5B592529-A866-4893-A5CA-F001EB017F0C_1_201_a.thumb.jpeg.51a5bb6922b2df61e4f29d0a90a89ae7.jpeg

At first bite, I thought this was just OK but it really grew on me and I'd absolutely make it again. As written, and to my taste, this needs a hit of acid to brighten and contrast with the sweetness of the cooked turnip and bitterness of the greens.  I added a squeeze of fresh lemon juice to the pesto and a sprinkle of diced preserved lemon rind to the finished dish and was happy with that. I think crumbled feta would also work. The crunch from the roasted pistachios is key but another crunchy ingredient could fill in. 
I always use 2 oz of pasta/serving rather than the 4 oz in the recipe and thought this was good as a vegetarian main but one could easily add shrimp, chicken or salmon, either to the dish or alongside.

  • Like 9
Link to comment
Share on other sites

This Sunday lunch was beef curry made by husband. IF we have a sit down Sunday lunch it is usually either a curry or a roast. He added coconut milk to a Rogan Josh beef curry and it was creamy and delicious.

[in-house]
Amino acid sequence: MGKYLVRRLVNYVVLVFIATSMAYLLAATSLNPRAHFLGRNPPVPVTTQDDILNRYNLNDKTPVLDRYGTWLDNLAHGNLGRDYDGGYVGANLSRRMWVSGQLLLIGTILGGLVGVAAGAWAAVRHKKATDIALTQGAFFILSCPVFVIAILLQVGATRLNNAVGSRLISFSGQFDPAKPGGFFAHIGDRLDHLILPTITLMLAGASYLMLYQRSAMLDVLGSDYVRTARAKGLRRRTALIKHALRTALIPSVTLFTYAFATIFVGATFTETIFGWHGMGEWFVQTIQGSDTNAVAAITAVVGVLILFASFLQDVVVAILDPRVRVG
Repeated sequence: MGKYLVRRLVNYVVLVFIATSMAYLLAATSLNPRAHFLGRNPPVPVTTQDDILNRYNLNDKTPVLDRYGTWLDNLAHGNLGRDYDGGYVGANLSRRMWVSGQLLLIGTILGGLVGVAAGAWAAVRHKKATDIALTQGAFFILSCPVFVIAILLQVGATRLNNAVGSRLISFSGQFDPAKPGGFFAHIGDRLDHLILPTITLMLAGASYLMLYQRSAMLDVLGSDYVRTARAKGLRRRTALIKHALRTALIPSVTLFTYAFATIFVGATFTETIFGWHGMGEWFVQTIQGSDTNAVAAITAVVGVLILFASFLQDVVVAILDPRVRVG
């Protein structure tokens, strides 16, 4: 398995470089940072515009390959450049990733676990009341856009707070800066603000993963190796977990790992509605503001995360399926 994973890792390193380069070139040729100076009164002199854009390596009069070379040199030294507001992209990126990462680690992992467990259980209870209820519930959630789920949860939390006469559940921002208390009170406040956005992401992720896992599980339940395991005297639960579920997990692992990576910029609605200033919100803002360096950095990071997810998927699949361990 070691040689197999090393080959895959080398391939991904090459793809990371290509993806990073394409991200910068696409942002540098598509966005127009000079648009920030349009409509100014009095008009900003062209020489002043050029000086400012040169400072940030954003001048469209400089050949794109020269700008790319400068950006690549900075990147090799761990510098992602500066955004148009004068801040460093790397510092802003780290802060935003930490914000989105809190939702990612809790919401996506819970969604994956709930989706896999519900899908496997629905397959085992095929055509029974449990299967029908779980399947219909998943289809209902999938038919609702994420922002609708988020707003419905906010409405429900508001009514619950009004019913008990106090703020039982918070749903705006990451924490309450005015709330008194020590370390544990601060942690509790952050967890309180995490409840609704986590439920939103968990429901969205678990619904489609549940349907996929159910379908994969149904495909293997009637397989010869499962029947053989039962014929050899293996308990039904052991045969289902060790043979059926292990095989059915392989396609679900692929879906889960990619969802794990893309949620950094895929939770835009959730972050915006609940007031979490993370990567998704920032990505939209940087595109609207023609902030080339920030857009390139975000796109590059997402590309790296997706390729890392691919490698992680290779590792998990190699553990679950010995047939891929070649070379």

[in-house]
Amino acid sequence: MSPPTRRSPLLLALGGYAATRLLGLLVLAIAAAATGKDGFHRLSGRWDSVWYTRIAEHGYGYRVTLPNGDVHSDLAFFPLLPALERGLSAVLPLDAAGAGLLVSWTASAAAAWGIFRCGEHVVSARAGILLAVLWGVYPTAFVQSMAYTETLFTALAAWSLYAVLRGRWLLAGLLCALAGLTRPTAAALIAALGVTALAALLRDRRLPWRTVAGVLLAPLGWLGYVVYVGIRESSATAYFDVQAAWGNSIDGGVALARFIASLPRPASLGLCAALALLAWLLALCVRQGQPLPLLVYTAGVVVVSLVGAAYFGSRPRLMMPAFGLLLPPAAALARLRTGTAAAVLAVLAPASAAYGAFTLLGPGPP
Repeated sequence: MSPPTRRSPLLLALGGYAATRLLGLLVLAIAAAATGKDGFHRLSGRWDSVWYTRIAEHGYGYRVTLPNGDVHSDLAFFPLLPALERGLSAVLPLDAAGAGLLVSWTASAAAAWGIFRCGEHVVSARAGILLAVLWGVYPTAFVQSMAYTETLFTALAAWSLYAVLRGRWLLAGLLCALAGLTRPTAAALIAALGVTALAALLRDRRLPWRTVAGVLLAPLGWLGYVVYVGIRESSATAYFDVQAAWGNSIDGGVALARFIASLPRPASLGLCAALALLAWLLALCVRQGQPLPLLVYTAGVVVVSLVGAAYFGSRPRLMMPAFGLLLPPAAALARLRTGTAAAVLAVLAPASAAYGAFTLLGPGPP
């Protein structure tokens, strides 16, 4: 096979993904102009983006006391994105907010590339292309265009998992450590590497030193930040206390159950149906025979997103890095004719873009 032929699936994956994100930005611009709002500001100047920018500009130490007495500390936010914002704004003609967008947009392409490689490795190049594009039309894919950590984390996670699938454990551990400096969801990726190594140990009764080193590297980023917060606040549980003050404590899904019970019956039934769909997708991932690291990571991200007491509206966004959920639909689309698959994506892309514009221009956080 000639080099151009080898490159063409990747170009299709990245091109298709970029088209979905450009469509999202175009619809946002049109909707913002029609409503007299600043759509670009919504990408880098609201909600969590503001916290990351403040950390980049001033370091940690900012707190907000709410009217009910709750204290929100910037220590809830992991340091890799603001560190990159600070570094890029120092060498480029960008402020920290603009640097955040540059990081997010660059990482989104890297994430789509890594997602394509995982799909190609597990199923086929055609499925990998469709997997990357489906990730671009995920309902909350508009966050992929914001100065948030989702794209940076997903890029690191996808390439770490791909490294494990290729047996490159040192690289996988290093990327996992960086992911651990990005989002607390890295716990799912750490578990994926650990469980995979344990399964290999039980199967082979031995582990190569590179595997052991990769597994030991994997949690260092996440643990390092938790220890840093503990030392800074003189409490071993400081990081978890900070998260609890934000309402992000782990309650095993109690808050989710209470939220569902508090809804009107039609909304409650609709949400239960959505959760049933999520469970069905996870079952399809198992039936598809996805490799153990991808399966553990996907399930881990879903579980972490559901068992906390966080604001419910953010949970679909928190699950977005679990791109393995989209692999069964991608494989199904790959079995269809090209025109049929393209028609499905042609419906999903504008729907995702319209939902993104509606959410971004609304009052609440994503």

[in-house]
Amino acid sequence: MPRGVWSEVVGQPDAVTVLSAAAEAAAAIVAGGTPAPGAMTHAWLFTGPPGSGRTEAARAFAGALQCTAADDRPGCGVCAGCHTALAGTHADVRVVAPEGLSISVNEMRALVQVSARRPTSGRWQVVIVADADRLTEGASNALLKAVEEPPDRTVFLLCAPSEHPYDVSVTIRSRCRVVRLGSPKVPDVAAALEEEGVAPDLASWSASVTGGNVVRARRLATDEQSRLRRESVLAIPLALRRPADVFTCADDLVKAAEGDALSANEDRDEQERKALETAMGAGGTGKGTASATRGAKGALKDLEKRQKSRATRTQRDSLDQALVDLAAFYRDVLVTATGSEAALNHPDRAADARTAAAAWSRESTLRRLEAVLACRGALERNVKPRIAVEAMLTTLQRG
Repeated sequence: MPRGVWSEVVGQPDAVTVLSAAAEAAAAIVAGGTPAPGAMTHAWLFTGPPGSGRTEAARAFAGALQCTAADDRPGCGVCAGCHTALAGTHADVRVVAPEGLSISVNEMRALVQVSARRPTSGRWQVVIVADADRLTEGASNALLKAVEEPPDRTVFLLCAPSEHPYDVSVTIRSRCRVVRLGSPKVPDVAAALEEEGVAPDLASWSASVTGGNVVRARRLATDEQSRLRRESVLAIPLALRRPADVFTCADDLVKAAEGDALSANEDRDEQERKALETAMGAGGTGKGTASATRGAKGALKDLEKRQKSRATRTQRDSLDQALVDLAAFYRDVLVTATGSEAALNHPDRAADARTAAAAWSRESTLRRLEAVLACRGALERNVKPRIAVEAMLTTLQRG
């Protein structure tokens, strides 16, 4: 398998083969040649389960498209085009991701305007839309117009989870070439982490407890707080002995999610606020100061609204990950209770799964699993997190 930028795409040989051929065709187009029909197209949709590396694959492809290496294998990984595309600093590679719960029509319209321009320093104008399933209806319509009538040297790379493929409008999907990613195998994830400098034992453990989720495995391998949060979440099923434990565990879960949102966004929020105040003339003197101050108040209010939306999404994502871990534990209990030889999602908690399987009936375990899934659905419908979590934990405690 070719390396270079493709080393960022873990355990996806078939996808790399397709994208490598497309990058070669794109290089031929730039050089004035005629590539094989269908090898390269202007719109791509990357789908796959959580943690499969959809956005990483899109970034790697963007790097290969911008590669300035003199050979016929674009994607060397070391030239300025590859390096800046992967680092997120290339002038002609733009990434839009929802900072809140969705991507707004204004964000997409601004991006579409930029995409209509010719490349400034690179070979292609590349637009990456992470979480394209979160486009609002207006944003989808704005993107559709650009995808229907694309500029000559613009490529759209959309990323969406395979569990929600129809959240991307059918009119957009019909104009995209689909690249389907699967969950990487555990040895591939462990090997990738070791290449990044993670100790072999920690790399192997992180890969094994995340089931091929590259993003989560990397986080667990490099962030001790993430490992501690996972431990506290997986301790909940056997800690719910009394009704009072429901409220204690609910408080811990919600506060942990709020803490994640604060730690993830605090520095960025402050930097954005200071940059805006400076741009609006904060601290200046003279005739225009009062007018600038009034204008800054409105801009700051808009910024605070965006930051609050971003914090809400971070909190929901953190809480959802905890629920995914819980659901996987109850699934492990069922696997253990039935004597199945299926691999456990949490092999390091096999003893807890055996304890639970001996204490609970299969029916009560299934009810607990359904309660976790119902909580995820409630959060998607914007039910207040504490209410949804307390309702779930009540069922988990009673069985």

2BCAE9EF-D00C-4900-8142-DEB26C0254E4.jpeg.926aab79a92aa7862b01827ad3ab08b2.jpeg
 

  • Like 4
  • Delicious 1
Link to comment
Share on other sites

Back from Athens. Life is so different only 3 hours (by air) away.


Cold seafood is my favourite kind of food.
K0zpuBQJ_o.jpg

 

"Pointed cabbage", raw, with some kalamata olive brine in it.
v71pEZ5G_o.jpg

 

Pumpernickel and seeded sourdough bread
ottZpcey_o.jpg
-------------------

 

Prawns in fermented bean curd sauce. (Mashed bean curd, some sugar, water etc)
symwlGi8_o.jpg

 

Char siu (from Asian supermarket, made on the premises)
k4kXo96p_o.jpg

 

"Fried rice" (for someone else). Leftover rice, eggs, Amami grain miso and some crispy bits of Speck.
G8LEsgCU_o.jpg

 

Noodles with prawn roe (for myself)
7YYaDtXJ_o.jpg

 

Happy to be cooking and eating my own food again!
92W8LHNP_o.jpg
 

  • Like 9
  • Delicious 3
Link to comment
Share on other sites

Harissa tofu bowl with farro from The Global Pantry Cookbook

E62720F9-7DE6-4FEE-AA66-A6C67D332753_1_201_a.thumb.jpeg.aeb86d9f7a97da3a4d3ed0e14367e848.jpeg

This cookbook is about cooking with "global" ingredients in different ways, using those ingredients purchased for one cookbook or recipe.  I'm generally pleased with the recipes and the results but some of the recipe names irritate me.  For example, this one is called Virtuous Vegan Harissa Tofu Bowl with Farro.  Others use unnecessary superlatives - "creamiest" is included in the recipe name for grits, hummus and a curry.  Obviously, I'm trying to get over it 🙃